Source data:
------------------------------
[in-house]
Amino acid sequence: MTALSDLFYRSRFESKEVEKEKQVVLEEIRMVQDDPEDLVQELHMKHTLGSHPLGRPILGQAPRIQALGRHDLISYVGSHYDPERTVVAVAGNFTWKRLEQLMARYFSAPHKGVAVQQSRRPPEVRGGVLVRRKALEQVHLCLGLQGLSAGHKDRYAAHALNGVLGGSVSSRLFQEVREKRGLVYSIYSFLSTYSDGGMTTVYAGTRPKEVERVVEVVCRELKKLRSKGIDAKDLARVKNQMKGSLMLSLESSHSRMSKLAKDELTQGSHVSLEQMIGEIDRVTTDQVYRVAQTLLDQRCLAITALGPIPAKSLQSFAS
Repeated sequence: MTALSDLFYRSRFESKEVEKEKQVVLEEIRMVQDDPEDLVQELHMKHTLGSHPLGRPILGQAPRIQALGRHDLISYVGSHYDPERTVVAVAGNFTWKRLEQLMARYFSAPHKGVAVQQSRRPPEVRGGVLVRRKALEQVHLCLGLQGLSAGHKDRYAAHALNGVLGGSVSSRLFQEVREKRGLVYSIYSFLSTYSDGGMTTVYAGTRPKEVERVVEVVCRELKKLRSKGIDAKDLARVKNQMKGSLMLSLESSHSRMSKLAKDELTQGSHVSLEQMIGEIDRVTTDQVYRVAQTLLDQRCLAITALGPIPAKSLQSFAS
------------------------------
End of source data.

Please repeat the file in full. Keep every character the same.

[in-house]
Amino acid sequence: MTALSDLFYRSRFESKEVEKEKQVVLEEIRMVQDDPEDLVQELHMKHTLGSHPLGRPILGQAPRIQALGRHDLISYVGSHYDPERTVVAVAGNFTWKRLEQLMARYFSAPHKGVAVQQSRRPPEVRGGVLVRRKALEQVHLCLGLQGLSAGHKDRYAAHALNGVLGGSVSSRLFQEVREKRGLVYSIYSFLSTYSDGGMTTVYAGTRPKEVERVVEVVCRELKKLRSKGIDAKDLARVKNQMKGSLMLSLESSHSRMSKLAKDELTQGSHVSLEQMIGEIDRVTTDQVYRVAQTLLDQRCLAITALGPIPAKSLQSFAS
Repeated sequence: MTALSDLFYRSRFESKEVEKEKQVVLEEIRMVQDDPEDLVQELHMKHTLGSHPLGRPILGQAPRIQALGRHDLISYVGSHYDPERTVVAVAGNFTWKRLEQLMARYFSAPHKGVAVQQSRRPPEVRGGVLVRRKALEQVHLCLGLQGLSAGHKDRYAAHALNGVLGGSVSSRLFQEVREKRGLVYSIYSFLSTYSDGGMTTVYAGTRPKEVERVVEVVCRELKKLRSKGIDAKDLARVKNQMKGSLMLSLESSHSRMSKLAKDELTQGSHVSLEQMIGEIDRVTTDQVYRVAQTLLDQRCLAITALGPIPAKSLQSFAS